Customers had more complaints about buying a car last year than they did about any other transaction, according to consumer advocates. But shopping for a car and the financing to go with it is not all that tough once you understand that just as buying a house is a completely separate process from finding a mortgage, getting the best rate on a car loan has absolutely nothing to do with getting the best price on a car. That knowledge--and the ability to stick to your guns in a negotiation--puts you right back in the driver's seat, says Remar Sutton, author of Don't Get Taken Every Time: The Ultimate Guide to Buying or Leasing a Car in the Showroom or on the Internet. What else do you need to do?
KNOW YOUR SCORE Before you head to a car showroom, you should know what you would have to pay for financing from another source. You can get a ball-park figure at Bankrate.com which posts current averages of loan rates for used and new cars. But whether you would qualify for those average rates or pay substantially more depends on your credit score. Only people with scores of 720 or more typically qualify for the best rates. If you don't know your score, you can get it for $29.95 from myfico.com
STACK YOUR HAND Although it's never a bad idea to check with your bank, you are likely to find the best rate from an online lender that specializes in auto financing. Market leader Capital One Auto Financing (capitalone. com) is currently offering a 36-month new-car loan at 3.85% and a 60-month loan at 4.29%. The other place to snag a good deal is from a credit union. The average rate credit unions charge on a 48-month new-car loan is 4.7% (the average bank rate is 6.5 %). You have to join a credit union to get these rates. The Credit Union National Association website cuna.org has a search engine to help you find one.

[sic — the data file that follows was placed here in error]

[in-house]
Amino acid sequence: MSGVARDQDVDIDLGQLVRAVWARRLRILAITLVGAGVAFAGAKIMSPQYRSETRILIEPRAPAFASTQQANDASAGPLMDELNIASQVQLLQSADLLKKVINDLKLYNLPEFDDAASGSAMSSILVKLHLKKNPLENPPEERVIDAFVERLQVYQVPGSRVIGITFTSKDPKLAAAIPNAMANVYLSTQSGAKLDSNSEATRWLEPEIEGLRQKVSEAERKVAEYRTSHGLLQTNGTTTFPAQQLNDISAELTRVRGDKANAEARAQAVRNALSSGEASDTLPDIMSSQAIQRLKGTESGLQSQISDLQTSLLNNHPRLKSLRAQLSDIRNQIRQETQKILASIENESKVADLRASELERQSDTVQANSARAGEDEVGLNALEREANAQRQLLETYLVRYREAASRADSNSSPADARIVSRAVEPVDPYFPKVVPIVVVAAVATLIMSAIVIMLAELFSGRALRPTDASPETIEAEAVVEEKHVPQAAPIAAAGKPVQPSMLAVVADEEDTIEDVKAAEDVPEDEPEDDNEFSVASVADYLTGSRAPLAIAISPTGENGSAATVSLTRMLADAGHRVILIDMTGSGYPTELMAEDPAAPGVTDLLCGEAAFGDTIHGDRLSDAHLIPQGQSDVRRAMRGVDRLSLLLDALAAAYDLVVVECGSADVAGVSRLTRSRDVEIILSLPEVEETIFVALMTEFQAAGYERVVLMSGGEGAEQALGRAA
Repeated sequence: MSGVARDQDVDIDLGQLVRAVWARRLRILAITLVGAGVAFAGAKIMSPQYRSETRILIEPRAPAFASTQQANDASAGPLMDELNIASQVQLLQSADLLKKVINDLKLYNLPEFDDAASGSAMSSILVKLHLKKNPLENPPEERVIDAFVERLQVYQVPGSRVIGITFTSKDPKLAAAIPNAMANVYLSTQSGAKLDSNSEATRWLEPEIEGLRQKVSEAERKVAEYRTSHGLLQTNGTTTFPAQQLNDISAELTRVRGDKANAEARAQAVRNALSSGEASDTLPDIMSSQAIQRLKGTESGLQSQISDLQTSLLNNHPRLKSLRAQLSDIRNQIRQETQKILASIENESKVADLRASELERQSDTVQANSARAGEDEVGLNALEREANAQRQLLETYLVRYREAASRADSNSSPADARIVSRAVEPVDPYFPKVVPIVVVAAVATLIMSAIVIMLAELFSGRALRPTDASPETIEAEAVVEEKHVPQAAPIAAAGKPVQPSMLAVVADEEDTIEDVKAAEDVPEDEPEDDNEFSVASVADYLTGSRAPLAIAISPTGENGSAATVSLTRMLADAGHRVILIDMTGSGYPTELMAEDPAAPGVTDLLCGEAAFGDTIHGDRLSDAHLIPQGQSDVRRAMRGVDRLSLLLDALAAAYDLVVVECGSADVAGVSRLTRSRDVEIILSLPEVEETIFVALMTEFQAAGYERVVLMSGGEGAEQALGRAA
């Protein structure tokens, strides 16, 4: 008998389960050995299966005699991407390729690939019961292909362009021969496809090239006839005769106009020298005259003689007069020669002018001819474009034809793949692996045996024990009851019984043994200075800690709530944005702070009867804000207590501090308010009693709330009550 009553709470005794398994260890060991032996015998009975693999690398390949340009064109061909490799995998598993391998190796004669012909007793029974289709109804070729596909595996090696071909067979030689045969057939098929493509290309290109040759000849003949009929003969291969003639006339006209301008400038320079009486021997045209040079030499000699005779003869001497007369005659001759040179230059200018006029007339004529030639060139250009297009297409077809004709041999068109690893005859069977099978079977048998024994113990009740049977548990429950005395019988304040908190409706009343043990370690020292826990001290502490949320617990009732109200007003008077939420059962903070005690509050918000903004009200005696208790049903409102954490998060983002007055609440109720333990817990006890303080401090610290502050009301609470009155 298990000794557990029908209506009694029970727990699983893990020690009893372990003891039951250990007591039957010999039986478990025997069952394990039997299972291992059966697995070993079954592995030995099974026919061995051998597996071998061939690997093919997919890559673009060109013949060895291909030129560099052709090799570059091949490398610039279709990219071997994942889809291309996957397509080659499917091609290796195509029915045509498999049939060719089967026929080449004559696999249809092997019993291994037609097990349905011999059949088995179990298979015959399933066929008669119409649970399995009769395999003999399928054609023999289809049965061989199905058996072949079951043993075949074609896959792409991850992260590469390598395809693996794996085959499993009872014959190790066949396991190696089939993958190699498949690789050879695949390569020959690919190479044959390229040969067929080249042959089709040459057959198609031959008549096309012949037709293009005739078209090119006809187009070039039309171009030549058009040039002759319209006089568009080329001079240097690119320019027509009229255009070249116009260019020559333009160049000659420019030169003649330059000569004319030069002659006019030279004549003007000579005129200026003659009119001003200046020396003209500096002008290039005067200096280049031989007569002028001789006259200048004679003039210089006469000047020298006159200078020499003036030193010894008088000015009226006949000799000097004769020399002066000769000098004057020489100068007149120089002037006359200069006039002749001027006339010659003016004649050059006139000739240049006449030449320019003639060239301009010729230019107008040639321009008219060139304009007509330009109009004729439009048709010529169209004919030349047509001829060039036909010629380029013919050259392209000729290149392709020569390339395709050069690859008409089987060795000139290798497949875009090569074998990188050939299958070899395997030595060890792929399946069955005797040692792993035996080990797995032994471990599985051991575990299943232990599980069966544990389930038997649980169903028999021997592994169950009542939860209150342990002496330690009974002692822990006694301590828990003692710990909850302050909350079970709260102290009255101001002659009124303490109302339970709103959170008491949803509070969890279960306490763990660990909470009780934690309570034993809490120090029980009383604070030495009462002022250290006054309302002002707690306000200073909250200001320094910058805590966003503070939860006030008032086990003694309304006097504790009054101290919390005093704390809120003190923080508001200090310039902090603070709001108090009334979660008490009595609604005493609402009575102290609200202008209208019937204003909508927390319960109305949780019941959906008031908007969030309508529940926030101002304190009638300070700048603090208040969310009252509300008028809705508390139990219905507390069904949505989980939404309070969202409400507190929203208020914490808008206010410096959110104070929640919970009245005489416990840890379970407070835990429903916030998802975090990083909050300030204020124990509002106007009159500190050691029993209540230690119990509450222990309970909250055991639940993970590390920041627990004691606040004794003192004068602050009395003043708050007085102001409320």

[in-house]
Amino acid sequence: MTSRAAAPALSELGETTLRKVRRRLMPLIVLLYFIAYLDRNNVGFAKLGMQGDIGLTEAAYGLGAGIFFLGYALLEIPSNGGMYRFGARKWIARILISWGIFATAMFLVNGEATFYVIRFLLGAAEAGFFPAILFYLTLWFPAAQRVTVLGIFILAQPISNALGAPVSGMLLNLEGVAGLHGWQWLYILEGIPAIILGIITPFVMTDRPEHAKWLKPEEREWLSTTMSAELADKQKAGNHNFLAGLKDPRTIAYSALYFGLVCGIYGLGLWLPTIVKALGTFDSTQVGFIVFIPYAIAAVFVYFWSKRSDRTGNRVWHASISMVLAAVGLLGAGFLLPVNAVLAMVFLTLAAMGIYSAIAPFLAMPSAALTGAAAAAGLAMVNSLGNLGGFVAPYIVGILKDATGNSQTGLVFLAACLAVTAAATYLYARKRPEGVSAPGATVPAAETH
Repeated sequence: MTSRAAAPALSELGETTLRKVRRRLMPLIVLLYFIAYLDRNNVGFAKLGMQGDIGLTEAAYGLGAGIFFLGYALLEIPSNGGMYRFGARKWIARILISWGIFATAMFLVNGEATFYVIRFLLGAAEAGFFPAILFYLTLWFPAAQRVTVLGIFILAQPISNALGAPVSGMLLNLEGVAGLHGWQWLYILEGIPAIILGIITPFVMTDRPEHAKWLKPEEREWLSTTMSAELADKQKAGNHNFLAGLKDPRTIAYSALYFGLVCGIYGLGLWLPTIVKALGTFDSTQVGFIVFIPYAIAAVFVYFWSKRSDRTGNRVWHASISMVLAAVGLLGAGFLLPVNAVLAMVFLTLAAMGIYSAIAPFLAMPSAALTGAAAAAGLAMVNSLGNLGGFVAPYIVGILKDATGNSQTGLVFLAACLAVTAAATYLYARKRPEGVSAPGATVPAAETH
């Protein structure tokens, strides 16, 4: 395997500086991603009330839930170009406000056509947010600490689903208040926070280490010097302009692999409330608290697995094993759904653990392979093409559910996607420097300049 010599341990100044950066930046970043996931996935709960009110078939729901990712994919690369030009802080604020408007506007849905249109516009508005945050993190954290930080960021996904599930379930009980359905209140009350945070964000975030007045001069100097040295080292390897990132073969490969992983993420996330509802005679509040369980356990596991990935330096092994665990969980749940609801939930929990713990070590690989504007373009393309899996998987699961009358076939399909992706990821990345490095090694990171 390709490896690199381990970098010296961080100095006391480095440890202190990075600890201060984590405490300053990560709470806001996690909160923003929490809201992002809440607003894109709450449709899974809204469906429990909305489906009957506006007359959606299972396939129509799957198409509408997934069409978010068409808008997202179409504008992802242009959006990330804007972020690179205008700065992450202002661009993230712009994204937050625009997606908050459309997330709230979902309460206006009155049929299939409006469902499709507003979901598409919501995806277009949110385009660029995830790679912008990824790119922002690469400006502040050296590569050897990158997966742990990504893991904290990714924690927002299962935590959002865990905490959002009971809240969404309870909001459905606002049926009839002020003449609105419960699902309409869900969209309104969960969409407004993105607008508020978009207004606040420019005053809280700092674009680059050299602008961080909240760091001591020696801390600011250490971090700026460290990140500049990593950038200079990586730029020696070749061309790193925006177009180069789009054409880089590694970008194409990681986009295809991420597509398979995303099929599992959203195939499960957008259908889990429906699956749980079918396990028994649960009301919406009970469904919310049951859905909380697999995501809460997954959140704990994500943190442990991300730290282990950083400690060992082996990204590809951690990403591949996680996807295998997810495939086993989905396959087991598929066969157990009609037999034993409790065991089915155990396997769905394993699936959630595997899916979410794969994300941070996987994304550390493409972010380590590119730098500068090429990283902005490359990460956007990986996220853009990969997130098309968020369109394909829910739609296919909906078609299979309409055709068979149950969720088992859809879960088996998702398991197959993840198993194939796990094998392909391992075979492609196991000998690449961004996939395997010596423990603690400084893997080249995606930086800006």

READY, SET, SHOP Now it's time to head to the dealer. First, you negotiate on the car and divulge as little about your situation as you can, says James Walsh, author of Smart Wheels, Hot Deals. Don't say whether you have a trade-in, how much money you're putting down, how much you want to pay a month or how you plan to finance the car. Just say, Let's talk about price. Only when you have settled on a number, do you say, I'd like to talk about financing. The dealer will tell you what rates are available. Then use the rate in your back pocket to see if you can finagle a better deal.
KNOW THE TRADE-OFFS If there are manufacturer's incentives, you may be offered a choice of a sweet rate or a rebate. If so, it's back to the Web, this time to Edmunds.com where a handy rebate-vs.-incentive calculator can help you figure out which to take.